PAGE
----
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J Biol Chem. 2010 Oct 1;285(40):30759-66. doi: 10.1074/jbc.M110.137745. Epub 2010 Aug 5.

Rat and Drosophila synaptotagmin 4 have opposite effects during SNARE-catalyzed membrane fusion.

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Department of Physiology, Howard Hughes Medical Institute, University of Wisconsin, Madison, Wisconsin 53706, USA.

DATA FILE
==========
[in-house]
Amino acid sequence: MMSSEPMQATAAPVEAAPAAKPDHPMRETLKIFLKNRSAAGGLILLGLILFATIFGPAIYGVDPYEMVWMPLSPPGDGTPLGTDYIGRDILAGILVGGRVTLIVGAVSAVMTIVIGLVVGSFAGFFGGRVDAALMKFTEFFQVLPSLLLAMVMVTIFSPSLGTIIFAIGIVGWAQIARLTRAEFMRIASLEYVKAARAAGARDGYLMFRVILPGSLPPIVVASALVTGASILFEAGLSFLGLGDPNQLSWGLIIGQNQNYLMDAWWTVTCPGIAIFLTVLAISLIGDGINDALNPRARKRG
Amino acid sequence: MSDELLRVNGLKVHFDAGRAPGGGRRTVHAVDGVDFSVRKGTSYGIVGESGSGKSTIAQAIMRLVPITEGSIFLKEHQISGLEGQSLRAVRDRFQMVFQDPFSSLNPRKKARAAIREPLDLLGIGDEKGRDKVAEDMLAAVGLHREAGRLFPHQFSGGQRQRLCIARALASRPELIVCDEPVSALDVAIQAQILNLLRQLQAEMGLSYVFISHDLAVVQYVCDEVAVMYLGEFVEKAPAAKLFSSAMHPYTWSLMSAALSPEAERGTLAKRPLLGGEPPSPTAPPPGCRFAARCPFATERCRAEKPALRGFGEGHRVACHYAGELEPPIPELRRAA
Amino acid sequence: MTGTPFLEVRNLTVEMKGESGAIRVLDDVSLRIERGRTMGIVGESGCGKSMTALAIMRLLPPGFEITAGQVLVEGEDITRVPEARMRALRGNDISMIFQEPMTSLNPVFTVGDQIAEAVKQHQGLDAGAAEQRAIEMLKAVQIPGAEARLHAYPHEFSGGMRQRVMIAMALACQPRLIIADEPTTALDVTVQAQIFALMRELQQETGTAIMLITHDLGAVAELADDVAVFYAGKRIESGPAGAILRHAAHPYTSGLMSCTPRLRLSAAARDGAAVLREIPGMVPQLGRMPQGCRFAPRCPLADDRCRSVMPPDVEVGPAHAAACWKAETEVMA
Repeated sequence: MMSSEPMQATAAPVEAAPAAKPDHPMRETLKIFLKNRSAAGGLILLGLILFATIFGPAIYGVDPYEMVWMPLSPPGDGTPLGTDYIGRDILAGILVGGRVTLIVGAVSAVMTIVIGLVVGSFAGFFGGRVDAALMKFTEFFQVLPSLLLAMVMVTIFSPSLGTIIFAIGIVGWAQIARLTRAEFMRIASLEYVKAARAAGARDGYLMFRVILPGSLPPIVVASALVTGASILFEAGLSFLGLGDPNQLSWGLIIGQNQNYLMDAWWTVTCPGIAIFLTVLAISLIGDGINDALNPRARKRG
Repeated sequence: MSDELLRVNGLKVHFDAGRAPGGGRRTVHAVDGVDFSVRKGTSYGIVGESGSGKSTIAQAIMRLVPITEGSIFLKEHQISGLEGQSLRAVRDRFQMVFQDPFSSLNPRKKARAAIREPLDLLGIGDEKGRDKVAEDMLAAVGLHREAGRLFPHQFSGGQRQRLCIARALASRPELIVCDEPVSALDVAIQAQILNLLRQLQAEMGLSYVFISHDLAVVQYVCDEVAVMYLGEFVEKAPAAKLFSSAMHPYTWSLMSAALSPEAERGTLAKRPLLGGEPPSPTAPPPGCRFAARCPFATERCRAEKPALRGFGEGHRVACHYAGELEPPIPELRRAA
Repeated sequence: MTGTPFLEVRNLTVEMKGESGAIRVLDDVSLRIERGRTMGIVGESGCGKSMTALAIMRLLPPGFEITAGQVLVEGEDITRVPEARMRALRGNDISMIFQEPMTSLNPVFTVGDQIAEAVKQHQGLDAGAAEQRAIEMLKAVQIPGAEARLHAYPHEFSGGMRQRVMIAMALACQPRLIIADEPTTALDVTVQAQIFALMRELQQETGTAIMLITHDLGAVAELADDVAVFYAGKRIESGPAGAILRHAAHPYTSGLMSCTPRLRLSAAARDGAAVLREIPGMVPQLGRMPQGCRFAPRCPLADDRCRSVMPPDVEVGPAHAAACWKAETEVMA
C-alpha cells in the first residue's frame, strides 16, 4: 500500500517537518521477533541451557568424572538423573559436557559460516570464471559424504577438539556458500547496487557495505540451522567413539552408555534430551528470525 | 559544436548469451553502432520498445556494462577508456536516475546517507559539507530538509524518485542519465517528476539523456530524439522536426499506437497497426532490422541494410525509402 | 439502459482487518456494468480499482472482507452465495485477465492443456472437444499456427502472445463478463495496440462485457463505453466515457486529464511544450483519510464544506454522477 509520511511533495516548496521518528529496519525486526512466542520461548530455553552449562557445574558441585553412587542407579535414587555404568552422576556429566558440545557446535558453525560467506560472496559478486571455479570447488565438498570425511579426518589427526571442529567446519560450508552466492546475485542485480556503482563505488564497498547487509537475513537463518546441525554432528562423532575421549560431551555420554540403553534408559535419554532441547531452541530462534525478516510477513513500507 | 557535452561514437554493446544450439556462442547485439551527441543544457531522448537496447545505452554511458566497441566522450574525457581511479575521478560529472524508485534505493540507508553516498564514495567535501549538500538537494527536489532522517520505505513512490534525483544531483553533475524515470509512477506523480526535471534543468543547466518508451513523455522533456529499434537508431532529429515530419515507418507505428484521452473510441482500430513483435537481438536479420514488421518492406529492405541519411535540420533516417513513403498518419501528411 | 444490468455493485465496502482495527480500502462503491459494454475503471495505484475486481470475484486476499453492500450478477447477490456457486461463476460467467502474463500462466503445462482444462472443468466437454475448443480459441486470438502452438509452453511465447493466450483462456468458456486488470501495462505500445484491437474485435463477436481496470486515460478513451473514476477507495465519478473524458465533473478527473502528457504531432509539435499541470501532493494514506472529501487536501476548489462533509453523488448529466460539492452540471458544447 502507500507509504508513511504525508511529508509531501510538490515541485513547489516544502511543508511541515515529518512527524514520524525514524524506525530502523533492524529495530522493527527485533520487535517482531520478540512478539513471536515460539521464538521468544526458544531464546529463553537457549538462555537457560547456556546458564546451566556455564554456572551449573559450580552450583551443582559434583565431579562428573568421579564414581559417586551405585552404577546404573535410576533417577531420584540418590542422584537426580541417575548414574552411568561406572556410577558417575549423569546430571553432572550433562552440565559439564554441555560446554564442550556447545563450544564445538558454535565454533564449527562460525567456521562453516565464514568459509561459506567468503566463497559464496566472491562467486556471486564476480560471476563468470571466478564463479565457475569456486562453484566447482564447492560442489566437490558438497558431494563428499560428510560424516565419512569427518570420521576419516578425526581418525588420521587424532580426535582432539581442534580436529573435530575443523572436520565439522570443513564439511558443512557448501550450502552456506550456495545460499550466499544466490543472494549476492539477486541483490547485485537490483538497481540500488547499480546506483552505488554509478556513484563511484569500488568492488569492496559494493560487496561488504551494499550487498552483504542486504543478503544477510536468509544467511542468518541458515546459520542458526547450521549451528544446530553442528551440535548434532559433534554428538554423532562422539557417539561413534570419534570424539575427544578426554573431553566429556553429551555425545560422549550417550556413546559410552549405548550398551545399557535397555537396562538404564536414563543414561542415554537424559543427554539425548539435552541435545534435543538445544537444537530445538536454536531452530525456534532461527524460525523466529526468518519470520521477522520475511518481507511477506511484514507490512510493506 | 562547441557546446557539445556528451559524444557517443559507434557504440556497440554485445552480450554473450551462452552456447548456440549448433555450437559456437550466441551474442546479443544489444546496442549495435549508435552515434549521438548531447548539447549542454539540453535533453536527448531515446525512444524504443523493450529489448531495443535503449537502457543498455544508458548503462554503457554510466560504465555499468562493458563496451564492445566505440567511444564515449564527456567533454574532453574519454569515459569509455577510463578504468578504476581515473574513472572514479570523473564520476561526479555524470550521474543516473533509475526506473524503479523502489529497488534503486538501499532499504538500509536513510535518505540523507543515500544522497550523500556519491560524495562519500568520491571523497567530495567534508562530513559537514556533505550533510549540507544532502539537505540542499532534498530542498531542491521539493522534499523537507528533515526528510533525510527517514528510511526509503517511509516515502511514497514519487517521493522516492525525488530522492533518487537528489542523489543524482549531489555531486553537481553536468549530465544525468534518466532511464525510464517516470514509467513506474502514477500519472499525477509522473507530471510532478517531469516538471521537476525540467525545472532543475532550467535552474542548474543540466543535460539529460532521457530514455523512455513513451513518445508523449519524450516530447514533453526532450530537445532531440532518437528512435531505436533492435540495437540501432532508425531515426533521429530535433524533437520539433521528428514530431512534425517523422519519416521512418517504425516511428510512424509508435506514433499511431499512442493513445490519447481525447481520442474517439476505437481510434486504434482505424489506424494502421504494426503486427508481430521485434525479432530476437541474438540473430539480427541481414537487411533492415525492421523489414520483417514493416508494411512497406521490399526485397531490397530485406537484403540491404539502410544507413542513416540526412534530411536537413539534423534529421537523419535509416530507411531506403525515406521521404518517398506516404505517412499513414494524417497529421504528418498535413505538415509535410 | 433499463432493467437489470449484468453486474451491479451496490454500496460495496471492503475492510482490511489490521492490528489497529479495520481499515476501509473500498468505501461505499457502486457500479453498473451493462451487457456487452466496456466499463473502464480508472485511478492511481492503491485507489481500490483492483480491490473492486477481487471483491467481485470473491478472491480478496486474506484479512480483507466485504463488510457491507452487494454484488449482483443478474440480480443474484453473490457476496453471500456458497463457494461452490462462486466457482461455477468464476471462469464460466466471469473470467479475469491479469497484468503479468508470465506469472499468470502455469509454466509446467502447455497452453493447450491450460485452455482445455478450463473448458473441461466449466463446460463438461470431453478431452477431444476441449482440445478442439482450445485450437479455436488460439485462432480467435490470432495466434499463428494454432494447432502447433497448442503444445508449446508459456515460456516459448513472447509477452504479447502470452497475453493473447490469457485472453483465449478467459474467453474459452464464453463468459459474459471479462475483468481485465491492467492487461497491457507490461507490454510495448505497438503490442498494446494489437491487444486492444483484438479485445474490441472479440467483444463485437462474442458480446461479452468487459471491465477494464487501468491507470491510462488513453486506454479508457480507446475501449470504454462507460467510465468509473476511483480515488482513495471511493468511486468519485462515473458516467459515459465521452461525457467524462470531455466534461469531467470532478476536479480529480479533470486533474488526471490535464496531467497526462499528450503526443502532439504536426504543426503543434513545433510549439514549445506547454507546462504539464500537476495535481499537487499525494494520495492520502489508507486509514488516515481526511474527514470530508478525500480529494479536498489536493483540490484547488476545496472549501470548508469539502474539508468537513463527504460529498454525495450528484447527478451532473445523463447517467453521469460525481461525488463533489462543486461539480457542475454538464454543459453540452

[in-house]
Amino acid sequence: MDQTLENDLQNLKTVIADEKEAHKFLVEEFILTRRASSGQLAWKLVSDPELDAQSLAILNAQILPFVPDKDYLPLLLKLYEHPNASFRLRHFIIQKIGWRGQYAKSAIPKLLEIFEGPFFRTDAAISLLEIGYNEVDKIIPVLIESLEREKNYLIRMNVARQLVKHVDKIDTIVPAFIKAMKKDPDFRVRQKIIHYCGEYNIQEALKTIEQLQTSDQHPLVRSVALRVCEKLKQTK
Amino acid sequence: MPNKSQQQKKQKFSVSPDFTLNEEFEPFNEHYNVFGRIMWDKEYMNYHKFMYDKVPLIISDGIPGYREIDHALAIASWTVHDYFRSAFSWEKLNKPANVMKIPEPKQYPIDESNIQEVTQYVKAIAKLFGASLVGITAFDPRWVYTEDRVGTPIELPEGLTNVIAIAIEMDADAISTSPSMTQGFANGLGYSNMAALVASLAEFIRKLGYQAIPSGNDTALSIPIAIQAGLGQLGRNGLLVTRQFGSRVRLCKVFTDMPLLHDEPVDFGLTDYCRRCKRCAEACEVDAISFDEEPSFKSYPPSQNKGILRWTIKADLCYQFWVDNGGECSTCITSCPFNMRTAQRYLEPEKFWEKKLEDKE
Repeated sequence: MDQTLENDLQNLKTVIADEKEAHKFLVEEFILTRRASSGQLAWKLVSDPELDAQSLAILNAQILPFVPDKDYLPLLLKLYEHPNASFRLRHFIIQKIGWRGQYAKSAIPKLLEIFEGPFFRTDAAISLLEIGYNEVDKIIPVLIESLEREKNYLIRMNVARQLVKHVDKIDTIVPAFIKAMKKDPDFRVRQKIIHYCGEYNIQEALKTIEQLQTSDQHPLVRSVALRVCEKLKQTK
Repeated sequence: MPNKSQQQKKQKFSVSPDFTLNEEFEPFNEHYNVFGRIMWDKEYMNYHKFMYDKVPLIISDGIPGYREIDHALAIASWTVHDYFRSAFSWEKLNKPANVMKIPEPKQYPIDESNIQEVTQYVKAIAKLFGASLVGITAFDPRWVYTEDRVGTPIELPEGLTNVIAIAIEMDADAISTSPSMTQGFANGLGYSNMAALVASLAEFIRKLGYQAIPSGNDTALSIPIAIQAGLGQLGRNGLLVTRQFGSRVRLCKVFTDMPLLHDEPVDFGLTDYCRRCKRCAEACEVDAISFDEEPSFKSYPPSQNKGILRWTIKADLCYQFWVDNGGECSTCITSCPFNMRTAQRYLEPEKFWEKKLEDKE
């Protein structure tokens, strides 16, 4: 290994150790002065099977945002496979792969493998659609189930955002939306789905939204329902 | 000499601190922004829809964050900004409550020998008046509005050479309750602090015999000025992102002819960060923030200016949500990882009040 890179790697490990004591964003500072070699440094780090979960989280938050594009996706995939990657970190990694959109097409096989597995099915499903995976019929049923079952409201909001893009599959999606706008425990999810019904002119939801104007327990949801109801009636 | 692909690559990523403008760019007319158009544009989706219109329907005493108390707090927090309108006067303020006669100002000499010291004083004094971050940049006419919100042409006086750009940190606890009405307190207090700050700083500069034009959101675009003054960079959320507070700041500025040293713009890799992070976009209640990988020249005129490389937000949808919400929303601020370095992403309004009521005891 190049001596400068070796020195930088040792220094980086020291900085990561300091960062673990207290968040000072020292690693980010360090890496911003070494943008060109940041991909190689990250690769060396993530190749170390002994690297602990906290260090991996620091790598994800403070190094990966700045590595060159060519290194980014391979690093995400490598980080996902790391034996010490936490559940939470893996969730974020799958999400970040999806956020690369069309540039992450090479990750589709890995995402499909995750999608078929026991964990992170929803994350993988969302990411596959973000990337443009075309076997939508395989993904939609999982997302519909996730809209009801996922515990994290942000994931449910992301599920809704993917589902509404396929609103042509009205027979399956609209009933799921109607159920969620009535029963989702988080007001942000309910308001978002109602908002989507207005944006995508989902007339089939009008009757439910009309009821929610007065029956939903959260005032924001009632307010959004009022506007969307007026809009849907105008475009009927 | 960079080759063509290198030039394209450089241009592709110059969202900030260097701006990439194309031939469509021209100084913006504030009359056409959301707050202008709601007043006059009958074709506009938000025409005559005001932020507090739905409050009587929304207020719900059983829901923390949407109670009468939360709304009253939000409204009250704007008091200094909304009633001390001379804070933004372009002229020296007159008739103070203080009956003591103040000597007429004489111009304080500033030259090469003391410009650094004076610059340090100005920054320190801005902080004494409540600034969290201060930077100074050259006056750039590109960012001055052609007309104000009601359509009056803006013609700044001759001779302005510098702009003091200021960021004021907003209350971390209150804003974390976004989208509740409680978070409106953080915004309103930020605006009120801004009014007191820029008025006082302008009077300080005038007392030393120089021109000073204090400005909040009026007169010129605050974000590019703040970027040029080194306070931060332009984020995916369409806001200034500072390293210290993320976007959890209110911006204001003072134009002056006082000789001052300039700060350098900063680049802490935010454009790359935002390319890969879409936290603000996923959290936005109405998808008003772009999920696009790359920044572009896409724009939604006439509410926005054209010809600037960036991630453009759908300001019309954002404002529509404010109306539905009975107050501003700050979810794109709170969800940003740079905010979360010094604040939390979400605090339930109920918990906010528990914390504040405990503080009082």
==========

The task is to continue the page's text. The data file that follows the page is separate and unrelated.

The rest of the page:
Synaptotagmins (Syt) are a large family of proteins that regulate membrane traffic in neurons and other cell types. One isoform that has received considerable attention is SYT4, with apparently contradictory reports concerning the function of this isoform in fruit flies and mice. SYT4 was reported to function as a negative regulator of neurotrophin secretion in mouse neurons and as a positive regulator of secretion of a yet to be identified growth factor from muscle cells in flies. Here, we have directly compared the biochemical and functional properties of rat and fly SYT4. We report that rat SYT4 inhibited SNARE-catalyzed membrane fusion in both the absence and presence of Ca(2+). In marked contrast, fly SYT4 stimulated SNARE-mediated membrane fusion in response to Ca(2+). Analysis of chimeric molecules, isolated C2 domains, and point mutants revealed that the C2B domain of the fly protein senses Ca(2+) and is sufficient to stimulate fusion. Rat SYT4 was able to stimulate fusion in response to Ca(2+) when the conserved Asp-to-Ser Ca(2+) ligand substitution in its C2A domain was reversed. In summary, rat SYT4 serves as an inhibitory isoform, whereas fly SYT4 is a bona fide Ca(2+) sensor capable of coupling Ca(2+) to membrane fusion.

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